'Desire and anticipation are not wrong, and neither are disappointment and grief. But the disappointment we feel in response to what we’ve lost to the Coronavirus pandemic can tell us a great deal about our hearts.' Disappointment will be a great chance to help kids see what they love, especially as the strength of that disappointment can sometimes reveal something we love or desire more than God himself. Would they be more disappointed about missing a birthday party or missing out on Jesus? Parents, can you lead your children in repentance as you work through disappointments? Can you show them what it looks like to admit you have loved something wrongly, and show them how Jesus is better by far? 


Turn with thankfulness to God

Even though much of what we might have looked forward to has been postponed, we have so many gifts from God that we’re still able to enjoy! The hope of the gospel never changes! Parents have such a wonderful chance to show their children just how they can have joy through disappointments by knowing what’s always true; Jesus is alive, he has forgiven your sins, and he’s getting the new creation ready for you. As well as the big comforts, God has been kind enough to send many smaller things to enjoy and thank him for. How lovely has it been to have warm sunshine this last week? We’ve still been able to share in God’s word together as church; and maybe more so as families than ever before! If there have been things your family have been able to enjoy because of the pandemic, make a point of thanking God for them around your children. It will teach them to give thanks at all times, and help them see that it is our Father who is always in control. In his kindness you might have had the chance to serve in new ways, to work on projects, enjoy hobbies, or read beautiful books which you would not have had time for otherwise. How great would it be to help your children give thanks for this?

Why not have this visible in your home or start the day reading this: 'Rejoice always, pray continually, give thanks in all circumstances; for this is God’s will for you in Christ Jesus'.  (1 Thessalonians 5:16-18 NIV 1984)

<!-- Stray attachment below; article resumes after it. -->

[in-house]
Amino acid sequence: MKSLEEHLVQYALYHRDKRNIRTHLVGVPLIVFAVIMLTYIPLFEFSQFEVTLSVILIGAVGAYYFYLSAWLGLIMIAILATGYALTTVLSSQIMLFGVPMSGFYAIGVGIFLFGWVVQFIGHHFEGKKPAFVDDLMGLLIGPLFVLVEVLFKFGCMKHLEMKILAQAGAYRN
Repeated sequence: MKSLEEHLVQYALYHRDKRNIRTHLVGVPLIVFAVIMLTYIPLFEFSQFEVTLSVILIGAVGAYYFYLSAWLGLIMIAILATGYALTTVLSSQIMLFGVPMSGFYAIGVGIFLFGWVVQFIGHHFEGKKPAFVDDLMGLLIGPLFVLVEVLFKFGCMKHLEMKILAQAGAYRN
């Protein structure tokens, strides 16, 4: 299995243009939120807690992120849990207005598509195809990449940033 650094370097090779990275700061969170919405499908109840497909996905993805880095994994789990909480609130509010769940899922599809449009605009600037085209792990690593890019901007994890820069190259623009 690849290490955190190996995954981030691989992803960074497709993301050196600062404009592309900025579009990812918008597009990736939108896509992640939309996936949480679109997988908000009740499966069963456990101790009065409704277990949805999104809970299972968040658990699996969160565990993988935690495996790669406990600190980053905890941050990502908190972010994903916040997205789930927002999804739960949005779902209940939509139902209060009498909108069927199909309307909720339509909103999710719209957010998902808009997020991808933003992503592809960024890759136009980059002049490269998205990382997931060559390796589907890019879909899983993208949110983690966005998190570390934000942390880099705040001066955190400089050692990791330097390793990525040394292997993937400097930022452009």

Or learn the Heidelberg Catechism* Question and Answer 28 together: 

Q: How does the knowledge of God’s creation and providence help us?
A: We can be patient when things go against us, thankful for when things go well, and for the future we can have good confidence in our faithful God and Father that nothing will separate us from his love. All creatures are so completely in his hand that without his will they can neither move nor be moved.


Turn their eyes forward

Any disappointment we experience in this life is a reminder that this world is not as it should be. As Christians this taste of judgment helps us to remember this is not our home. We have a home awaiting us, where there will be no more reason for sadness, no more cause for disappointment, and no more sickness threatening our lives.


Conclusion

As we turn to our faithful Saviour in disappointment he wipes away our tears, and he is with us. He helps us see our sin. He changes our hearts and lessens our grip on the things of this world and helps us find our satisfaction and contentment in him. He reminds us of his good control, and lifts our gaze to see how he’s at work in the present to bring about the redemption of all things. In disappointment, our hope is that 'the marriage supper of the lamb is a feast that cannot be delayed and will not be canceled. The plans of God, often perplexing and always perfect, can never be thwarted.'